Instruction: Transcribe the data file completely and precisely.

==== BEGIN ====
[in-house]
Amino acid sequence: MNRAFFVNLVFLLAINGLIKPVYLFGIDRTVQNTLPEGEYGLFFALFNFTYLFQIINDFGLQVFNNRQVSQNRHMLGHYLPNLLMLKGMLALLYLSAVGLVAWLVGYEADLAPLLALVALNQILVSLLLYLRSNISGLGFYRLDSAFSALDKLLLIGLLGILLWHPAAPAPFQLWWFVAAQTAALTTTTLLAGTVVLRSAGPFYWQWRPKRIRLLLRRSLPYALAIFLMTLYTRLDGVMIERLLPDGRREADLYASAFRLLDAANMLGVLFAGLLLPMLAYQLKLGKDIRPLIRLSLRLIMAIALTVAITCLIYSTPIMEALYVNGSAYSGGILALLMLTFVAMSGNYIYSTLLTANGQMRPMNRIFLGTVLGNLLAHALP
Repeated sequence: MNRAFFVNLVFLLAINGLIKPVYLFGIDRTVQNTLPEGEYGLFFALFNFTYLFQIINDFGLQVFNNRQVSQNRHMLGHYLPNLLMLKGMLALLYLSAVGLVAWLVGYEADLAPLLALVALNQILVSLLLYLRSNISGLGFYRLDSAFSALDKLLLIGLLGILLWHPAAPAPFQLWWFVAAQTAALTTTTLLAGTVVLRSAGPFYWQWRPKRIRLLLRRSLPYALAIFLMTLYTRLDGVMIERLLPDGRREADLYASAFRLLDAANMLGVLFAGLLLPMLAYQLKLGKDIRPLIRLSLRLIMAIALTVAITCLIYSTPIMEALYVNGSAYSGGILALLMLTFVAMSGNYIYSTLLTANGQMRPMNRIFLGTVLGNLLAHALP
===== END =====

[in-house]
Amino acid sequence: MNRAFFVNLVFLLAINGLIKPVYLFGIDRTVQNTLPEGEYGLFFALFNFTYLFQIINDFGLQVFNNRQVSQNRHMLGHYLPNLLMLKGMLALLYLSAVGLVAWLVGYEADLAPLLALVALNQILVSLLLYLRSNISGLGFYRLDSAFSALDKLLLIGLLGILLWHPAAPAPFQLWWFVAAQTAALTTTTLLAGTVVLRSAGPFYWQWRPKRIRLLLRRSLPYALAIFLMTLYTRLDGVMIERLLPDGRREADLYASAFRLLDAANMLGVLFAGLLLPMLAYQLKLGKDIRPLIRLSLRLIMAIALTVAITCLIYSTPIMEALYVNGSAYSGGILALLMLTFVAMSGNYIYSTLLTANGQMRPMNRIFLGTVLGNLLAHALP
Repeated sequence: MNRAFFVNLVFLLAINGLIKPVYLFGIDRTVQNTLPEGEYGLFFALFNFTYLFQIINDFGLQVFNNRQVSQNRHMLGHYLPNLLMLKGMLALLYLSAVGLVAWLVGYEADLAPLLALVALNQILVSLLLYLRSNISGLGFYRLDSAFSALDKLLLIGLLGILLWHPAAPAPFQLWWFVAAQTAALTTTTLLAGTVVLRSAGPFYWQWRPKRIRLLLRRSLPYALAIFLMTLYTRLDGVMIERLLPDGRREADLYASAFRLLDAANMLGVLFAGLLLPMLAYQLKLGKDIRPLIRLSLRLIMAIALTVAITCLIYSTPIMEALYVNGSAYSGGILALLMLTFVAMSGNYIYSTLLTANGQMRPMNRIFLGTVLGNLLAHALP